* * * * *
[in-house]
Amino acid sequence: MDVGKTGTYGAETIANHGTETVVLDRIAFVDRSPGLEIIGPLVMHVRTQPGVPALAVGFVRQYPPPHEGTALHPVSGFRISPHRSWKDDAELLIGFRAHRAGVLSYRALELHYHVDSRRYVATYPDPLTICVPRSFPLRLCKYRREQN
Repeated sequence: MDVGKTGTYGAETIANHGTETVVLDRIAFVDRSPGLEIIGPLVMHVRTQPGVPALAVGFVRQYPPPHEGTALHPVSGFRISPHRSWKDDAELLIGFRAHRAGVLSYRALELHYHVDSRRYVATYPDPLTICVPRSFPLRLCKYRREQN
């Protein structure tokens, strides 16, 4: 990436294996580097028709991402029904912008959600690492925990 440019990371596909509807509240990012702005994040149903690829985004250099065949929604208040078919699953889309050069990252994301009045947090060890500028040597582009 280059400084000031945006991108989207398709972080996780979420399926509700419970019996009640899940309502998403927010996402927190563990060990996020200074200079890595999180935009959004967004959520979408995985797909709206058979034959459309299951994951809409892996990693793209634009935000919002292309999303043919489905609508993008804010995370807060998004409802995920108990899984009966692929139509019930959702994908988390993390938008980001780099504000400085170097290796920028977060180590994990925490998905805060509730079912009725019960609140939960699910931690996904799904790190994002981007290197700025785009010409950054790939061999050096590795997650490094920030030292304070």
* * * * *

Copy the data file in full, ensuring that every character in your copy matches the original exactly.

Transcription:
[in-house]
Amino acid sequence: MDVGKTGTYGAETIANHGTETVVLDRIAFVDRSPGLEIIGPLVMHVRTQPGVPALAVGFVRQYPPPHEGTALHPVSGFRISPHRSWKDDAELLIGFRAHRAGVLSYRALELHYHVDSRRYVATYPDPLTICVPRSFPLRLCKYRREQN
Repeated sequence: MDVGKTGTYGAETIANHGTETVVLDRIAFVDRSPGLEIIGPLVMHVRTQPGVPALAVGFVRQYPPPHEGTALHPVSGFRISPHRSWKDDAELLIGFRAHRAGVLSYRALELHYHVDSRRYVATYPDPLTICVPRSFPLRLCKYRREQN
């Protein structure tokens, strides 16, 4: 990436294996580097028709991402029904912008959600690492925990 440019990371596909509807509240990012702005994040149903690829985004250099065949929604208040078919699953889309050069990252994301009045947090060890500028040597582009 280059400084000031945006991108989207398709972080996780979420399926509700419970019996009640899940309502998403927010996402927190563990060990996020200074200079890595999180935009959004967004959520979408995985797909709206058979034959459309299951994951809409892996990693793209634009935000919002292309999303043919489905609508993008804010995370807060998004409802995920108990899984009966692929139509019930959702994908988390993390938008980001780099504000400085170097290796920028977060180590994990925490998905805060509730079912009725019960609140939960699910931690996904799904790190994002981007290197700025785009010409950054790939061999050096590795997650490094920030030292304070």